Financial impact of the WGA strike

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WGA STRIKE CENTRAL: DAY 2


The WGA strike is the first walkout by writers since 1988. That work stoppage lasted 22 weeks and cost the industry more than 500 million. What about this time around, in 2007 dollars? TVBR will be running ongoing stories on the estimated economic impact of the WGA strike. The first looks at Bank of America’s Jonathan Jacoby’s analysis. Jacoby emphasizes, like most others, "The Duration of the Strike is the Ultimate Arbiter."

From the report: "Impacts of the strike in the near term should be minimal to the networks-assuming the teamsters do not cause an immediate cessation of production.  Late Night TV and Talk shows are the first programs to be impacted, then Daytime television, and finally primetime programming.  There should be a minimal impact to industry revenues in the near term as CBS, Disney (DIS), and News Corp. (NWS) network revenue mixes are heavily weighted towards sports and primetime."

Time Warner (TWX) and Viacom have less at risk to the strike – at least initially, said the report. "Last week, CBS and Viacom (VIA) management’s stated that they feel comfortable in their ability to continue production through February. We do believe there is a silver lining: operating costs should see some benefit in the near term due to less production costs on pilots and future episodes." 

A prolonged strike would have the greatest impact on CBS.  BofA estimates applicable TV & movie theatrical revenues comprise 43% of CBS’s ’08 revenues vs. 21% at DIS, 23% at NWS. (They do not est. Time Warner and Viacom but they will be more protected without broadcast nets, although cable will be impacted as will TV production at TWX).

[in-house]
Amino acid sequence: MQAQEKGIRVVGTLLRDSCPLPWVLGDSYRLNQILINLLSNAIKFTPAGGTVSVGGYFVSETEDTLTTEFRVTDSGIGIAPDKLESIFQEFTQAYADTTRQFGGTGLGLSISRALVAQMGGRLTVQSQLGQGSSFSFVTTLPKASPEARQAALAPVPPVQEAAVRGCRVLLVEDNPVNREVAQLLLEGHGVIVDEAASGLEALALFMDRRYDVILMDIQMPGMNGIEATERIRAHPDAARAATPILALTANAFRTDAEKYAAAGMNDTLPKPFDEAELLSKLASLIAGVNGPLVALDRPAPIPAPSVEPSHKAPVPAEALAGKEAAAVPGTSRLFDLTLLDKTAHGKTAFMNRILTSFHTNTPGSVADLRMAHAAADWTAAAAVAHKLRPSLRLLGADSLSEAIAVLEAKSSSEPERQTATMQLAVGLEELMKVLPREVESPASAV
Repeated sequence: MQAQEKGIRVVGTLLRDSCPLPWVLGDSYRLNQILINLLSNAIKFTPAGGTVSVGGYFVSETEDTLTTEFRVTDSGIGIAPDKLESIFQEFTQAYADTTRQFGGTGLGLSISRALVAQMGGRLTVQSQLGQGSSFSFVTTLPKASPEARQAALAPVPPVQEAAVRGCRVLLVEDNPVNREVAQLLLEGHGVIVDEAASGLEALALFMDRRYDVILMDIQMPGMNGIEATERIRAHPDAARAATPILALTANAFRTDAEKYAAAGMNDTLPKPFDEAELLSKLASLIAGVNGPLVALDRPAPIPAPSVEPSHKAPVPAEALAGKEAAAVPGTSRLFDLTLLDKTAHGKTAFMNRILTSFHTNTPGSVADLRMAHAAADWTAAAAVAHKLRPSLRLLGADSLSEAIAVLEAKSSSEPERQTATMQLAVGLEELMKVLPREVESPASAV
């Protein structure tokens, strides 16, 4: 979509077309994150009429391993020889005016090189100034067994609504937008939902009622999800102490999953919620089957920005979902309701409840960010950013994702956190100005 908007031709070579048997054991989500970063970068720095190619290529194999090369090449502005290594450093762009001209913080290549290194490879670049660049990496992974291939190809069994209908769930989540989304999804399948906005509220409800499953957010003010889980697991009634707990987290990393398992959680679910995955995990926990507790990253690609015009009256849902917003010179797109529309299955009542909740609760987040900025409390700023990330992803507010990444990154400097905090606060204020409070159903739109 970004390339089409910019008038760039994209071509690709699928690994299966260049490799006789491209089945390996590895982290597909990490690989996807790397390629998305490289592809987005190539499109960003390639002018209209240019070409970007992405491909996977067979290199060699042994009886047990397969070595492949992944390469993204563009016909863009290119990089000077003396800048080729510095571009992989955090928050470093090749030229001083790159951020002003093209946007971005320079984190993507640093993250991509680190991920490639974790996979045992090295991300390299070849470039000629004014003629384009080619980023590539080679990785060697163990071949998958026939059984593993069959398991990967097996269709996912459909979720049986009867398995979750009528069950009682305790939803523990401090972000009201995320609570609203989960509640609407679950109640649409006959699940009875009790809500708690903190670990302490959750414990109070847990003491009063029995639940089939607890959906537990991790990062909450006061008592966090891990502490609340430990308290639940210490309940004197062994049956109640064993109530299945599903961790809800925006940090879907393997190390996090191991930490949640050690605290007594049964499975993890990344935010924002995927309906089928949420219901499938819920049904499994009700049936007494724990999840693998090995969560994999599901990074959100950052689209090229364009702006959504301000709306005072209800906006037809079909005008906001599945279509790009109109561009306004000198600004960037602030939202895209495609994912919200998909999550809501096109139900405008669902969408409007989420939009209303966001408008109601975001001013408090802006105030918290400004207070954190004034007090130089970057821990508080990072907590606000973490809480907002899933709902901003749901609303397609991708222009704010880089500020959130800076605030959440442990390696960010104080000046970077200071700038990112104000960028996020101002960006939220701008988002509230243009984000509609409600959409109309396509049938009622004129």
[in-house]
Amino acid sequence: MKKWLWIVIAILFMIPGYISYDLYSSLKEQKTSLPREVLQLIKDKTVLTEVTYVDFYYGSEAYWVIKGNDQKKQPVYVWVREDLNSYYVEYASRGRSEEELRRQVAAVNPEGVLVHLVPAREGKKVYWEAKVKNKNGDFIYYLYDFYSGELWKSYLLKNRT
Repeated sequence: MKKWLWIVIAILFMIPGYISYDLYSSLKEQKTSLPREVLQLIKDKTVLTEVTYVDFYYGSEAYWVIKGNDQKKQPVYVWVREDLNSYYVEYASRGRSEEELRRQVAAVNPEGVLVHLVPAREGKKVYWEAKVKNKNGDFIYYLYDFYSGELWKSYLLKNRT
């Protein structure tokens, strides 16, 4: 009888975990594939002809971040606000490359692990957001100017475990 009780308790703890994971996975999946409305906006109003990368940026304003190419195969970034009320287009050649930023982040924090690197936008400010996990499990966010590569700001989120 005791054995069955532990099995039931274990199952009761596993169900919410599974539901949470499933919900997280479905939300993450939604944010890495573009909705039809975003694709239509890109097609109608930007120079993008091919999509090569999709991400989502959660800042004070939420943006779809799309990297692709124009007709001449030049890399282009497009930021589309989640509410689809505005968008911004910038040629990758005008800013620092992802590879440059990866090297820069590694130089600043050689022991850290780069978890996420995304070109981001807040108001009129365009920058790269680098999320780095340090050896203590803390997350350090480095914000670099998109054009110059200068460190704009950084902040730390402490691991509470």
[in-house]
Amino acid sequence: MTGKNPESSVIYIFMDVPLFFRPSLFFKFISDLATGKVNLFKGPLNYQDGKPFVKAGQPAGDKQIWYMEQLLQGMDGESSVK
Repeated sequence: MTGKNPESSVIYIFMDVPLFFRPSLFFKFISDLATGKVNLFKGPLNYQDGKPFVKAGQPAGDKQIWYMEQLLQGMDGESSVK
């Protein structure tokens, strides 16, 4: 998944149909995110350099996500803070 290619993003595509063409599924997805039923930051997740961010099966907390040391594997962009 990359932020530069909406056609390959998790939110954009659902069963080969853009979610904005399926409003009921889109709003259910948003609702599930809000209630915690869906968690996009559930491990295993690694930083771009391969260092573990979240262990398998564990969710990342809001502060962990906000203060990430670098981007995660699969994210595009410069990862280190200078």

And like TVBR said last week, BofA stressed NWS and DIS both also have other viable programming options (i.e. leverage cable programming into broadcast), further mitigating the potential impact of this event. 

A look a mid season programming shows NWS to be better positioned. CBS, DIS, and NWS are all scheduled to have key primetime programming begin in February ’08, which becomes a big factor in light of the strike.  If the strike were to last through Q1 into Q2, BofA, like TVBR, believes NWS is in the best position to handle the strike as its reality program, American Idol, is scheduled to air in February.  "While CBS and DIS also have reality programming to air, such as Amazing Race, and Extreme Makeover, however, both are not at all comparable in viewership," the report said.

Tomorrow: Fitch Ratings analysis.

TVBR/RBR observation: We agree, for the short term, a lot depends on the Teamsters. Otherwise, there is not much immediate impact. Late night can muddle through for a while with reruns (they would have been running quite a few reruns around Thanksgiving and Christmas-New Years anyway) and other dayparts won’t be hurt until January or later. Everyone is well aware of the 1988, 22 week walk out in which the strike cost 500 million bucks.  Now add 20 years and the dollar number will approach the 1 billion mark if not settled quickly.
 


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